• Gross Profit is what the company makes after paying its suppliers.
  • Gross Profit is Total Income less Total COGS
  • Gross Profit is the total revenue at the company's disposal to both pay expenses and keep as ordinary income.
  • Since Gross Profit is what the company has at its disposal for expenses, we can now take the approach that we cannot spend more than we make without having a loss or negative Net Ordinary Income.
  • Expenses are broke down into Logical groupings and are grouped into Variable, Fixed, & Personal. When added to Net Ordinary Income, the total will be 100% of the Gross Profit.
  • Gross Profit = Variable Expenses + Fixed Expenses + Personal Expenses + Ordinary Income
  • Variable Expenses = Semi-Fixed Other + Advertising + Other Important variable Expense
  • Accounting Consistency and History are Key to seasonal trend analysis for forecasting and budgeting
  • Seasonality Forecasting of Income & COGS is first necessary to know how much Gross Profit we will have to spend on expenses.
  • Once seasonal trends are calculated from history for each expense bucket, monthly forecasting & budgeting can be implemented to proactively operate profitably.
  • The profit centers or departments all have mirrored Inventory, Income, COGS, and Personal expense to allow for departmentalized KPI development.
  • Each Department now can be measured to see if it can financially stand on its own, without being subsidized by another department after personal expense. 

Sample Chart of Accounts Framework:

  • 10000 Assets
    • Current Assets
      • Bank Accounts
      • Accounts Receivable
      • Other Current (Inventory)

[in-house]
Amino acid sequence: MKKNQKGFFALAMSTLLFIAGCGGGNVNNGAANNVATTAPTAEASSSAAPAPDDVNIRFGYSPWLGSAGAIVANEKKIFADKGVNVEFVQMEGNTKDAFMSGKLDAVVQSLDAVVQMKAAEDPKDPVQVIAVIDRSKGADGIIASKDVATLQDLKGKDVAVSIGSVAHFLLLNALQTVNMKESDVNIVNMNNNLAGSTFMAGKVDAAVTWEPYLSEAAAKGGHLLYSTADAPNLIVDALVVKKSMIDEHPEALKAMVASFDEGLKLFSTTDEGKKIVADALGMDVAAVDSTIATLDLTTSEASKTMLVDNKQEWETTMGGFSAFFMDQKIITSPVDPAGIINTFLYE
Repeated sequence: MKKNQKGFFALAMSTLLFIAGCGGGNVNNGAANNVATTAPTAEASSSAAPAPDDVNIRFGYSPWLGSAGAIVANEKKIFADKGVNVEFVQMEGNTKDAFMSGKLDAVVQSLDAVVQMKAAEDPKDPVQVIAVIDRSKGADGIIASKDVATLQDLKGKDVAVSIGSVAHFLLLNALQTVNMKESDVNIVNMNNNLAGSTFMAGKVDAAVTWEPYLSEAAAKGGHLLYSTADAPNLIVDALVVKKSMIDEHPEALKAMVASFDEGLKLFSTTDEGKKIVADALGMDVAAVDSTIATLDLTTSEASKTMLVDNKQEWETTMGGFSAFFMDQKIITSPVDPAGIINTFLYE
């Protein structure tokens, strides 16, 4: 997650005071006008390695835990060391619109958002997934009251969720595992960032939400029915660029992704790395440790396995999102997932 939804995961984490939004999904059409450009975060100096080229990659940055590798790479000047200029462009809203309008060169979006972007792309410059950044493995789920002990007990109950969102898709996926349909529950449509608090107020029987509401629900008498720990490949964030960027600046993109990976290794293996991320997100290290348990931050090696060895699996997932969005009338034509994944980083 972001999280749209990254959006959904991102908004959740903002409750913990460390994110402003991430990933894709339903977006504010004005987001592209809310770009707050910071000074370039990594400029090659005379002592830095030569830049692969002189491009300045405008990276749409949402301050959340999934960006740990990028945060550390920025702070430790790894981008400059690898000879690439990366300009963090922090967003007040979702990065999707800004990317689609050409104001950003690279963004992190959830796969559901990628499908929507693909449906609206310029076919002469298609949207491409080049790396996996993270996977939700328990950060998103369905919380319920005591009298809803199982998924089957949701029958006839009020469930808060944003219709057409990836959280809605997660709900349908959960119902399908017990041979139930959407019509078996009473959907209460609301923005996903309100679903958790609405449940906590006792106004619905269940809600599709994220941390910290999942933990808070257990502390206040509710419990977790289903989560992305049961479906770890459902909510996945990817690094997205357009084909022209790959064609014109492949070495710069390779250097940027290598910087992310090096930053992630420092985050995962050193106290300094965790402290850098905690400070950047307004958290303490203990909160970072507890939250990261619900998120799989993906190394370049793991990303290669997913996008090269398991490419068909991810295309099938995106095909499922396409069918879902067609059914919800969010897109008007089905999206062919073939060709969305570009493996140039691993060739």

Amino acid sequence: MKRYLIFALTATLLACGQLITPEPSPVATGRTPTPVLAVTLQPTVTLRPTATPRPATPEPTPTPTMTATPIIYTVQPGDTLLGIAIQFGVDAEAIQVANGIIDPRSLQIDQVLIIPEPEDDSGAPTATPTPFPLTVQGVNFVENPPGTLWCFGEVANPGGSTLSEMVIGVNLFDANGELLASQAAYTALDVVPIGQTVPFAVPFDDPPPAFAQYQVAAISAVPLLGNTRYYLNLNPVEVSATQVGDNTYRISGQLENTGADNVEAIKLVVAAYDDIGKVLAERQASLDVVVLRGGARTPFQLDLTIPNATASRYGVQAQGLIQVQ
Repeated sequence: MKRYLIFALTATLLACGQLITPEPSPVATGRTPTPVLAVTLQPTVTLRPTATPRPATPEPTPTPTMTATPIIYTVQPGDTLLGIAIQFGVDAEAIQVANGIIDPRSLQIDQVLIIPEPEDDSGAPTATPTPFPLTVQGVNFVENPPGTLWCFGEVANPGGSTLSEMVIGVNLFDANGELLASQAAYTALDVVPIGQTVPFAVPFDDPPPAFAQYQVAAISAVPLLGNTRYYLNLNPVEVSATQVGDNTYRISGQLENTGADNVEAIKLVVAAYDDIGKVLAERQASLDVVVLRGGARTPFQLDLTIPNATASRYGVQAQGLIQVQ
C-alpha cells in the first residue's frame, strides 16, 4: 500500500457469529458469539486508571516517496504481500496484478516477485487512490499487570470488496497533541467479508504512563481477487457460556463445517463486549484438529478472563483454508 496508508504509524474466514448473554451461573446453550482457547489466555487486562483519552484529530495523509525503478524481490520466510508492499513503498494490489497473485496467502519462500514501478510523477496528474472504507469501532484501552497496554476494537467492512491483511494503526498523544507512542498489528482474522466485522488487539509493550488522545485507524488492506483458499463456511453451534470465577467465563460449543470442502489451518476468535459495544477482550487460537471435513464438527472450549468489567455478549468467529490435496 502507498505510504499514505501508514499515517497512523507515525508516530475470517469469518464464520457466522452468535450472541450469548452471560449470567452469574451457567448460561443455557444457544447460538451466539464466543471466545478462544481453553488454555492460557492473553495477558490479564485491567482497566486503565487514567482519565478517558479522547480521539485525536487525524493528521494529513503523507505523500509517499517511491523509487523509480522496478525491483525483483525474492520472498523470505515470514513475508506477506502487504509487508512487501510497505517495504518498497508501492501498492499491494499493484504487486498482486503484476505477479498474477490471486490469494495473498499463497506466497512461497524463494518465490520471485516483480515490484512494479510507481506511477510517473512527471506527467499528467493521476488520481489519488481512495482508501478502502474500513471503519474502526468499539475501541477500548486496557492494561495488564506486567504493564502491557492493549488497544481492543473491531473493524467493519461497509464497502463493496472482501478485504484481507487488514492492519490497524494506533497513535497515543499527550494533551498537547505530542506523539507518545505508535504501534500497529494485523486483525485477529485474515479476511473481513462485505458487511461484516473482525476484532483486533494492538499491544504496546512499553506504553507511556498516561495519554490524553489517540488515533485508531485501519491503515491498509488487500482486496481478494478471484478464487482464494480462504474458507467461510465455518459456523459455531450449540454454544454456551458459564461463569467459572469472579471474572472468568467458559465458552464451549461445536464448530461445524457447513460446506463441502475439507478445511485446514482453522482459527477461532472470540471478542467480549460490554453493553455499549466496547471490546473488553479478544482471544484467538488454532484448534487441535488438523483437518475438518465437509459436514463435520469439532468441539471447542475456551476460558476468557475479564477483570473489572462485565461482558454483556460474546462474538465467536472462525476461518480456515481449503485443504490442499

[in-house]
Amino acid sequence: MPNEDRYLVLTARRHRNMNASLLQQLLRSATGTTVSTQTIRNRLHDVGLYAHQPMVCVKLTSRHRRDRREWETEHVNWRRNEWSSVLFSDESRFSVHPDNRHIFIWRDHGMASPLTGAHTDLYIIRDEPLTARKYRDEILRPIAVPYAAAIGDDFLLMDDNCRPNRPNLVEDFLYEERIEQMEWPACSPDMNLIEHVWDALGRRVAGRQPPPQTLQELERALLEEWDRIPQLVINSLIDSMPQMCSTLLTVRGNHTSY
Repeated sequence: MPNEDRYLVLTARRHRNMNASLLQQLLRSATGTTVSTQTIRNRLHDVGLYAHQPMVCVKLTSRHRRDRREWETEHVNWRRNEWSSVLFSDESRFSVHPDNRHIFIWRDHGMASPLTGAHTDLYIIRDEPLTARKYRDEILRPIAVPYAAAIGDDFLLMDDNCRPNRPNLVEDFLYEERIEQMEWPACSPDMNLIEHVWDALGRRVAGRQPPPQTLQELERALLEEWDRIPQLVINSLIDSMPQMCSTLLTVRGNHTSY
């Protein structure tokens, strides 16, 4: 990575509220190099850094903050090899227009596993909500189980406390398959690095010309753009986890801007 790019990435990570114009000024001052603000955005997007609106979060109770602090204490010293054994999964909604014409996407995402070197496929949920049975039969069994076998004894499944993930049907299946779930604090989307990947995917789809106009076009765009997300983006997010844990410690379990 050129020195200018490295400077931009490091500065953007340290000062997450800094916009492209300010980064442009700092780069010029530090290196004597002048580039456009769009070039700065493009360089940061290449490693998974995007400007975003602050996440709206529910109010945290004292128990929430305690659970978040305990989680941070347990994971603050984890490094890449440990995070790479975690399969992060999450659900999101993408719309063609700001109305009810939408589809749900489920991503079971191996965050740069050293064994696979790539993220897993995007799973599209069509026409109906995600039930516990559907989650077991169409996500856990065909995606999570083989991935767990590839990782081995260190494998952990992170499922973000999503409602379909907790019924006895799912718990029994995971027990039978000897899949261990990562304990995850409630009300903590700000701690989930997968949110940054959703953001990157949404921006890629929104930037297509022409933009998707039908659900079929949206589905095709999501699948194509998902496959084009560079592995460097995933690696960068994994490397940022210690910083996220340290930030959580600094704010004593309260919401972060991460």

• Inventory Profit Center A
          • Inventory Product type 1
          • Inventory Product type 2
          • Inventory Product type 3
        • Inventory Profit Center B
      • Total Other Current (Inventory)
    • Total Current Assets
    • Fixed Assets
    • Other Assets
    • Working Assets Profit Center D (e.g. Reoccurring Revenue)
  • Total 10000 Assets
  • 20000 Liabilities
    • Accounts Payable
    • Credit Cards
    • Other Current Liabilities
    • Long Term Liabilities
  • Total 20000 Liabilities
  • 30000 Equity
  • 40000 Income Accounts
    • Profit Center A Income (Sales Dept)
      • Income Product type 1
      • Income Product type 2
      • Income Product type 3
    • Profit Center B Income (Parts Dept)
    • Profit Center C Income (Service Dept)
    • Profit Center D Income (e.g. Reoccurring Revenue)
  • Total 40000 Income
  • 50000 COGS Accounts
    • Profit Center A COGS (Sales Dept)
      • COGS Product type 1
      • COGS Product type 2
      • COGS Product type 3
    • Profit Center B COGS (Parts Dept)
    • Profit Center C COGS (Service Dept)
    • Profit Center D COGS (e.g. Reoccurring Revenue Dept)
  • Total 50000 COGS
  • Gross Profit
  • 60000 Variable